Can anyone think of a better way to spend a few hours than playing 18 holes of golf with two old and very dear friends? We savored that very experience last Friday at Lincoln Hills Golf Club. Although we focused on our games, we shared jokes, gentle barbs, and occasionally some compliments as we played on a hot (what else is new?) summer day. After the round, in the air conditioned, lively environment of the Meridian Sports Bar, we caught up with each other’s lives over a cool drink – priceless.
The course at Lincoln Hills gets mixed reviews from all of us. The club actually has two 18-hole courses. On this day we played the Orchard Course. Our friend Nancy tells us that it is the harder of the two courses because of barrancas on several holes that a player must cross on her drives. The ladies’ club has even created drop areas on the far sides of the barrancas to speed up play, a nice idea but it could lower handicaps inappropriately. On hole #3 the women lobbied successfully for a forward tee built on a wooden platform like a wildlife viewing stand to allow shorter hitters to clear the riparian area. (All of these problems could have been avoided, of course, if the course architects gave any thought to women players or shorter hitters in general when they designed the course.) Mary, our other playing partner, complained that there were no trees on the Orchard Course. On such a hot day we did end up searching for shade. The other Mary (blog co-author) noted that the course is losing its battle with water grass. We all found ourselves, whether in the rough or middle of fairways, trying to power our way out of the sticky stuff. This unexpected hazard penalizes women particularly since “muscling” shots is not really part of our game. As for me, although a wildlife lover at heart, I do not like seeing Canada geese on a golf course because I know the damage they can do and I hate stepping on goose poop. Lincoln Hills, unfortunately, is overrun with Canada geese.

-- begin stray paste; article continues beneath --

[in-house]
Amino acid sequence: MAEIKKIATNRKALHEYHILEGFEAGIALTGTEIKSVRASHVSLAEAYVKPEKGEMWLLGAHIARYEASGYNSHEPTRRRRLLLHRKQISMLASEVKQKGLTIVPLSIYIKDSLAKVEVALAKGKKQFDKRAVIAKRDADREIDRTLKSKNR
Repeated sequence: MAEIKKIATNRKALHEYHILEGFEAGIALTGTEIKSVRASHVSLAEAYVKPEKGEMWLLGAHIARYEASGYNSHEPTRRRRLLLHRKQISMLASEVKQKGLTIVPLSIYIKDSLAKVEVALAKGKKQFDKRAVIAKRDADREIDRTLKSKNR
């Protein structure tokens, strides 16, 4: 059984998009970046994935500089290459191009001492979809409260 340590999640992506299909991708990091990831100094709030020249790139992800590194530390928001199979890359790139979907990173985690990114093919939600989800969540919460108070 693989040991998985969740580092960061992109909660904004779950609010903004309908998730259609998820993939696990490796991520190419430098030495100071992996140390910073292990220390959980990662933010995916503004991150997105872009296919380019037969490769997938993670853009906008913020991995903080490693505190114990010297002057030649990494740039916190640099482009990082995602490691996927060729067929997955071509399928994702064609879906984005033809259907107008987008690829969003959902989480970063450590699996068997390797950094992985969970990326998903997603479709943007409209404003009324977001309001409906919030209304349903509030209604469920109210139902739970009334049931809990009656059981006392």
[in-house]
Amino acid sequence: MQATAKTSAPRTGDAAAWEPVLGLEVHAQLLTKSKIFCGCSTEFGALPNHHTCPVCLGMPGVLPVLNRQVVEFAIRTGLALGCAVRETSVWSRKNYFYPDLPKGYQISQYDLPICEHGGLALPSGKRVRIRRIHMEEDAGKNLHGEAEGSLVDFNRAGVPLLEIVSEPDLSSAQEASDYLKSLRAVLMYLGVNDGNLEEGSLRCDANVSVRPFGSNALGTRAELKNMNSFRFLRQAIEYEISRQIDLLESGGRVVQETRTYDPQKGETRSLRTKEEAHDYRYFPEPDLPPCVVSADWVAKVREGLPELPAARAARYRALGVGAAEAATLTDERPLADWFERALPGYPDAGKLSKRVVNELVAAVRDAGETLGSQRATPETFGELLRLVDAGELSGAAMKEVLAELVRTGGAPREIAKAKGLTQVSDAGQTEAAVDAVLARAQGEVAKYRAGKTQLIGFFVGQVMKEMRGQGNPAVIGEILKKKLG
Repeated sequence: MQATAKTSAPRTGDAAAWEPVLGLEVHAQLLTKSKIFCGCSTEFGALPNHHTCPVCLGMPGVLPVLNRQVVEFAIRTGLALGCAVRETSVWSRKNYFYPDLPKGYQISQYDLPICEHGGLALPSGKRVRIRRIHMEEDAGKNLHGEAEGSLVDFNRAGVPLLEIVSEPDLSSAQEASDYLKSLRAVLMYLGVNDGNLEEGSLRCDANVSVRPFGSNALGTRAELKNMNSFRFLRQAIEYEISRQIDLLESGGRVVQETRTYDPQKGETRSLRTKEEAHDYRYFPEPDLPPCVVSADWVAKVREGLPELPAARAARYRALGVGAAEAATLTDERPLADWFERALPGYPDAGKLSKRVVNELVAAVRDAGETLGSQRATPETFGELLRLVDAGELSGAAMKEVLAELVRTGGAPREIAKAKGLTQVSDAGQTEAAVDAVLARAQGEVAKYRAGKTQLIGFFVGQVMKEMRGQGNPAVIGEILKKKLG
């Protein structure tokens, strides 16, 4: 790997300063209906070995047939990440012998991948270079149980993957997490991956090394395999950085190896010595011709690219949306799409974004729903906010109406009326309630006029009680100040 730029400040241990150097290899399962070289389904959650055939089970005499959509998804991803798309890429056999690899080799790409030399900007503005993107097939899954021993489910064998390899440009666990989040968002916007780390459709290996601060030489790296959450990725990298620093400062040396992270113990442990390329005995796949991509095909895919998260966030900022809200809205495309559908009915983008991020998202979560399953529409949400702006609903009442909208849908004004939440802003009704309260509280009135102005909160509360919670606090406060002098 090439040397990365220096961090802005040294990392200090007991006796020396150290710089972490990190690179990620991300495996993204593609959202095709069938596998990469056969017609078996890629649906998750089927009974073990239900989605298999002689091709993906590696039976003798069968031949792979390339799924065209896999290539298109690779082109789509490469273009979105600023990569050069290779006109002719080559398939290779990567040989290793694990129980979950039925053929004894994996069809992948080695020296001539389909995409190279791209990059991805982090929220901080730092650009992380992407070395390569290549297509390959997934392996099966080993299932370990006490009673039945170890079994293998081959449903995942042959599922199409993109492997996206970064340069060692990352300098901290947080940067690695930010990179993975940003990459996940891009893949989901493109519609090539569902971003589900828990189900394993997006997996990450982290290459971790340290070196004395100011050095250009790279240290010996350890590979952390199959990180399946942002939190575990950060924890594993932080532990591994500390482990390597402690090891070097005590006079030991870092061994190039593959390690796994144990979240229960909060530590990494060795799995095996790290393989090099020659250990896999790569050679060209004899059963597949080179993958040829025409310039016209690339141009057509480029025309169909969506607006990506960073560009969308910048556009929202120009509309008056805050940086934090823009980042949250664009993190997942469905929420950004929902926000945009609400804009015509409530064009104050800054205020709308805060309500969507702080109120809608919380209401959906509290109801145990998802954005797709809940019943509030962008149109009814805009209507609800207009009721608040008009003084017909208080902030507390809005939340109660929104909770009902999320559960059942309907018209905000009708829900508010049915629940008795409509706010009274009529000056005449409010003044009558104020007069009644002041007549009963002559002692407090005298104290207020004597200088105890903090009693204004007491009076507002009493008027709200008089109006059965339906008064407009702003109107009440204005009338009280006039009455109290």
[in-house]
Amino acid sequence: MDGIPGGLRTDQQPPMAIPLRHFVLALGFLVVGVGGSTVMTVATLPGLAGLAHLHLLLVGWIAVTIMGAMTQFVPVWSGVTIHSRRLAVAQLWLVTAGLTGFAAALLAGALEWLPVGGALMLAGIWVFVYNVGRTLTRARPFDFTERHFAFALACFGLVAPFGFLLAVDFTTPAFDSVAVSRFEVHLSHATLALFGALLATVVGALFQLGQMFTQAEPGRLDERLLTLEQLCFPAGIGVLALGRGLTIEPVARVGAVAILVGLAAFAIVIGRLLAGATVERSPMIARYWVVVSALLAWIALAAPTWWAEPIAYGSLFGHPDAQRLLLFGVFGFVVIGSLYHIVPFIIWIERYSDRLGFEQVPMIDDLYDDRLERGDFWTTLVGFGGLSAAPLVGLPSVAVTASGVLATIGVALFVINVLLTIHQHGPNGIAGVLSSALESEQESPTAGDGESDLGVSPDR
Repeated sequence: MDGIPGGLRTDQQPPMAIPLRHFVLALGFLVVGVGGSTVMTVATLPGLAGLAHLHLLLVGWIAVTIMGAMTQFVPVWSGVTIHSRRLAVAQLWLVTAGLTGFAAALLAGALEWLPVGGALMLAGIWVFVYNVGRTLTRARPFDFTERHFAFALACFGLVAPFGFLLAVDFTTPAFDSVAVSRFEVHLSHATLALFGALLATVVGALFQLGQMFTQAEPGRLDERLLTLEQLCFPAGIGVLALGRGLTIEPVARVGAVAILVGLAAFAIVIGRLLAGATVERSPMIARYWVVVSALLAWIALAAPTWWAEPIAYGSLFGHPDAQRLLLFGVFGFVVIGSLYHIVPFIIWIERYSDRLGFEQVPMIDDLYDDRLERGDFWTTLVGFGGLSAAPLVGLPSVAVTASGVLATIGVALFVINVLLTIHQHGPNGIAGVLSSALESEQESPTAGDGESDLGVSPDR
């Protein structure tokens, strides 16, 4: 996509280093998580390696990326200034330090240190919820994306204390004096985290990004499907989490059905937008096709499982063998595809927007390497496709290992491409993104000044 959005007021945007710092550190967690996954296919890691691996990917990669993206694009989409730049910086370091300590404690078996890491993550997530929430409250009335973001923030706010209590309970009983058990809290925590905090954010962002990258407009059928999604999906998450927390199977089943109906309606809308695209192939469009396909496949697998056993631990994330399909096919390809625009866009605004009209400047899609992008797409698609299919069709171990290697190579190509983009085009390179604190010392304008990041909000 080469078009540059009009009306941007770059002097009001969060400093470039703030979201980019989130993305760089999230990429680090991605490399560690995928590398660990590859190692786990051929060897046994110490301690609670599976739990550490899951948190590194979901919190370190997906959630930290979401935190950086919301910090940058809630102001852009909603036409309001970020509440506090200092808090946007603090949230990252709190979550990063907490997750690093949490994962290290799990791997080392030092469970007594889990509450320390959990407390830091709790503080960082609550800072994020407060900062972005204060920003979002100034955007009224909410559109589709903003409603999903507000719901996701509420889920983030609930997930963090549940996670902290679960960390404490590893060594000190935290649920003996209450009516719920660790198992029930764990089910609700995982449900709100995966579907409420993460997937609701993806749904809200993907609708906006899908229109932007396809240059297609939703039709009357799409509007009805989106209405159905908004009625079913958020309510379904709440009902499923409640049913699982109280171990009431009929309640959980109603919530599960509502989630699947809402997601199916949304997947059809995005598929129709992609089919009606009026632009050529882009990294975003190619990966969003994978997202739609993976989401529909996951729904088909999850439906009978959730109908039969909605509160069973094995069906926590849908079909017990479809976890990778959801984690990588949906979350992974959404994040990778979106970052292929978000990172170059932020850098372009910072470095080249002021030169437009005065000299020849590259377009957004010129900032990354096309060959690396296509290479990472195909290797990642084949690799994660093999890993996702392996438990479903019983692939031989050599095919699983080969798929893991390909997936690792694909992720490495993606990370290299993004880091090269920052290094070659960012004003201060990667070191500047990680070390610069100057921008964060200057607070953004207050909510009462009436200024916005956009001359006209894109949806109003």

My first impressions of the Orchard course were quite positive. Again, I thought of Palm Springs while playing another Del Webb course, but even though the fairways generally have homes lining one side, the opposite side often had sweeping views of natural ponds and riparian areas, making the holes seem more wide-open. The course is not walkable even on a cool day, but the golf cart ride is an experience in itself, taking players through tunnels, across surface streets (carefully marked with stop signs), on wooden cart paths and walkways, and across winding bridges over ponds and natural areas.
On the negative side, a woman player has a choice between only 2 sets of tees, somewhat limited but both fair for women. The purple tees at 5571 yards have a rating of 72.5/120 and the red tees at 5366 yards are rated at 71.5/118. Again, the architects might have given the women players tees with more than 200 yards difference. The two ratings and slopes are very similar, limiting the variety of the playing experience.
Many players do not realize that the Lincoln Hills courses are open to the public since they were originally built exclusively for the homeowners there. Unfortunately, membership in the women’s golf group, which meets on Thursdays, is only open to homeowners. The drive to Lincoln Hills is worthwhile as tee times should always be available with two courses to play. We intend to return in the near future to review the second 18, the Hills Course. Meanwhile, I will leave you with a safari-like wildlife photo.